South Tyneside has the lowest rate of children being excluded from secondary school in the North East.
The news comes as inspection body Ofsted reveals eight councils across the North East, Yorkshire and the Humber have some of the highest exclusion rates in the country.
We are determined to give every young person in the borough the best start in life and will continue with our approach to drive down the number of school exclusions still further.Coun Joan Atkinson
In the school year 2015-16, 193 pupils in South Tyneside served one or more fixed period exclusion - just 2.32 per cent of the total secondary school population in the borough.
The highest rate of exclusions in the North East came in Middlesbrough, where 984 pupils served at least one period of exclusion during the year, 12.75 per cent of the total.
A fixed-period exclusion means a pupil is barred from attending school for a set period of time, which can be anything from part of a school day up to a maximum of 45 days within a single academic year. This does not have to be continuous; pupils can be excluded for more than one fixed period.
In her annual report, Her Majesty’s Chief inspector Amanda Spielman stated she absolutely supports a school’s right to exclude pupils, but that it must only be used when necessary - when their behaviour is violent, threatening towards teachers or when it affects other pupils’ learning.
Ofsted’s Regional Director for the North East and Yorkshire and the Humber, Cathy Kirby, is this week writing to secondary headteachers to raise her concerns about their rates of fixed-period exclusions and calling on inspectors to look very carefully at schools’ use of exclusion when making judgements about leadership and management and pupils’ behaviour.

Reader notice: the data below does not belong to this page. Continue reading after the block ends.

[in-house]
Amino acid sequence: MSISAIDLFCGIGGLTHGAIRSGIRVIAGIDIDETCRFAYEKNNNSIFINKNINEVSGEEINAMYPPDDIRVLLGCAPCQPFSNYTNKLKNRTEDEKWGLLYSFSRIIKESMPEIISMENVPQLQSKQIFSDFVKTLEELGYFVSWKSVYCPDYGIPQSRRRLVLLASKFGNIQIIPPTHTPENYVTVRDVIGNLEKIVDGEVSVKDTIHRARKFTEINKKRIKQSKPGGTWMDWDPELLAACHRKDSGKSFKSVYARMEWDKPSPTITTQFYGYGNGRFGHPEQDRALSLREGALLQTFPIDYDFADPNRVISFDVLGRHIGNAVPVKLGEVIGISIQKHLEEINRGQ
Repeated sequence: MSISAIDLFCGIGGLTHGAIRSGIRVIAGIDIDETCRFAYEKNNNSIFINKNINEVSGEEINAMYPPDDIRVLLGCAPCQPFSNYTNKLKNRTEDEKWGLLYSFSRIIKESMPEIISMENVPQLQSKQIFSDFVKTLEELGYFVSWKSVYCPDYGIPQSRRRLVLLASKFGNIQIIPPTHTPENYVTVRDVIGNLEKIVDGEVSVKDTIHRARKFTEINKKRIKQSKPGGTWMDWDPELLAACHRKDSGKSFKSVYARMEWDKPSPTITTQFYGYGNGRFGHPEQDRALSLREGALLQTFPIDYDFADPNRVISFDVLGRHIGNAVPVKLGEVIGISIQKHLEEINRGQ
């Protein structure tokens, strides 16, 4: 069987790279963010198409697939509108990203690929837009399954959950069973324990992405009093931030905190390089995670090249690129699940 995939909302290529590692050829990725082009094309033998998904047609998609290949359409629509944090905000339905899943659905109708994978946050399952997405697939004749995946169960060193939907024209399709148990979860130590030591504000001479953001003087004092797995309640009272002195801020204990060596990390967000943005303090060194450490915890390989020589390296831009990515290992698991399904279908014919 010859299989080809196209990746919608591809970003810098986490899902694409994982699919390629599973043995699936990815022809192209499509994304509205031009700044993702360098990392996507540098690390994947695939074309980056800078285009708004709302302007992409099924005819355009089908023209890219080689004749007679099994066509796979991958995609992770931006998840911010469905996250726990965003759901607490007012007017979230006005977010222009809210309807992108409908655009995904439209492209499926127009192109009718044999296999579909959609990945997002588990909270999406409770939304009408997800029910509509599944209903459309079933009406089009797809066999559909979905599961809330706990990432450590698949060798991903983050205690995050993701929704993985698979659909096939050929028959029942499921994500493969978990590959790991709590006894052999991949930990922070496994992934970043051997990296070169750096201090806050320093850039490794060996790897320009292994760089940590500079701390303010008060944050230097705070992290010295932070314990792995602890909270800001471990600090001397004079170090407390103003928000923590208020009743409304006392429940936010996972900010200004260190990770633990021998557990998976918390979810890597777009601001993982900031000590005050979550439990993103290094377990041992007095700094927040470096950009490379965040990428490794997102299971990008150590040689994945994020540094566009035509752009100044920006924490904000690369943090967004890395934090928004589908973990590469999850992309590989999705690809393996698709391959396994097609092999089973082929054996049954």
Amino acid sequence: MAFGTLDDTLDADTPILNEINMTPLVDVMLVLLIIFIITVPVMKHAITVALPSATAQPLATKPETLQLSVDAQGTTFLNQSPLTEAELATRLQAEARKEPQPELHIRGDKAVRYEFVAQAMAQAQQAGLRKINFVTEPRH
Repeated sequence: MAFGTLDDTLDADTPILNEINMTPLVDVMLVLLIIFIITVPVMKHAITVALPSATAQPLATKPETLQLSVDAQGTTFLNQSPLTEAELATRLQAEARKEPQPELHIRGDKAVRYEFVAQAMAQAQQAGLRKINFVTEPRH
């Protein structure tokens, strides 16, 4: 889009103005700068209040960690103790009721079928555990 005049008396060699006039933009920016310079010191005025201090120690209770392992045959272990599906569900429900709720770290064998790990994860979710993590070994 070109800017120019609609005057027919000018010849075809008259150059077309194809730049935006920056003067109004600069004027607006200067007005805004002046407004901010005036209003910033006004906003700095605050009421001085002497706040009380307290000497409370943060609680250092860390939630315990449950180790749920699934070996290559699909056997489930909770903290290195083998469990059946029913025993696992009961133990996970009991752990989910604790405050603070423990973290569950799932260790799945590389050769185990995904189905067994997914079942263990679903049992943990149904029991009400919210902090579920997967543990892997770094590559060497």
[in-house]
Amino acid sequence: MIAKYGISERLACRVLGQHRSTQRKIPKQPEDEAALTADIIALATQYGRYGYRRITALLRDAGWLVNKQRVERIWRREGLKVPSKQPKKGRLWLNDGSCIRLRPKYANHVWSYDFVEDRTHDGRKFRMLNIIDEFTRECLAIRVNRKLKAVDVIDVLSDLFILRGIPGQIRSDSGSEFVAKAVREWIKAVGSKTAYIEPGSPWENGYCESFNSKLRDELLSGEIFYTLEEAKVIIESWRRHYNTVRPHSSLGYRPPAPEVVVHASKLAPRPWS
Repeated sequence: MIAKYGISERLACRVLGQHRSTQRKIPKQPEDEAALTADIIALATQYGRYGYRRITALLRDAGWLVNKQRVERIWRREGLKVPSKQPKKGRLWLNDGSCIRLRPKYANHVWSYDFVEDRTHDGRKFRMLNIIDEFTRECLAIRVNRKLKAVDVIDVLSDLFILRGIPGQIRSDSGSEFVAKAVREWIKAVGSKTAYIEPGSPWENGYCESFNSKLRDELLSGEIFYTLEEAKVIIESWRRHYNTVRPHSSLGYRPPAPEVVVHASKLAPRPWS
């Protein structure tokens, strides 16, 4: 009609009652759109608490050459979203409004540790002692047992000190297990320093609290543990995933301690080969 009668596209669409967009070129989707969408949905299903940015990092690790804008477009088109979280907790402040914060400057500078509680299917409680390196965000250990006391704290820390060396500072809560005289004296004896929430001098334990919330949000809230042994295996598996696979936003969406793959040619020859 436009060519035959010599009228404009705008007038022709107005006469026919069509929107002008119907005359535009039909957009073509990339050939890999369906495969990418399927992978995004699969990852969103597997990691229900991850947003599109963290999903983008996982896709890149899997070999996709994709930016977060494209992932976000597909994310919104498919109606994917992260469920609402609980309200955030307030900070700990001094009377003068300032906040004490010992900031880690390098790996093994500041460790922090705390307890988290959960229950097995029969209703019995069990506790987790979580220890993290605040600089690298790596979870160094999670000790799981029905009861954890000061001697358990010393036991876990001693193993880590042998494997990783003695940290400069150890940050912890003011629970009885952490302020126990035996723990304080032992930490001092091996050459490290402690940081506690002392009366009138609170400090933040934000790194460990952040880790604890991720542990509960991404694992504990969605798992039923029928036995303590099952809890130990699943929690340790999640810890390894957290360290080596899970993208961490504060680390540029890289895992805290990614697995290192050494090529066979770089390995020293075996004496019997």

She said: “I fully appreciate variations between individual secondary schools and recognise that there may be valid reasons for schools to exclude pupils but schools should only ever use exclusions as a last resort.”
Coun Joan Atkinson, lead member for children, young people and families at South Tyneside Council, said: “We believe that disruptive behaviour in the classroom is completely unacceptable.
“Pupils have the right to learn and teachers have the right to teach. We also do a great deal of work in our schools to help young people learn to behave well so they can maximise their potential.
“Since the establishment of the Behaviour and Attendance Partnership in 2009 we have seen a significant reduction in exclusions and it is pleasing to see that trend continuing this year.
“The Council regularly meets with schools to share good practice and effective strategies for reducing exclusions. These latest figures are testament to the effectiveness of this approach as South Tyneside is now the best performing authority across the whole of the North East with fewer fixed period exclusions in our secondary schools than any other area.”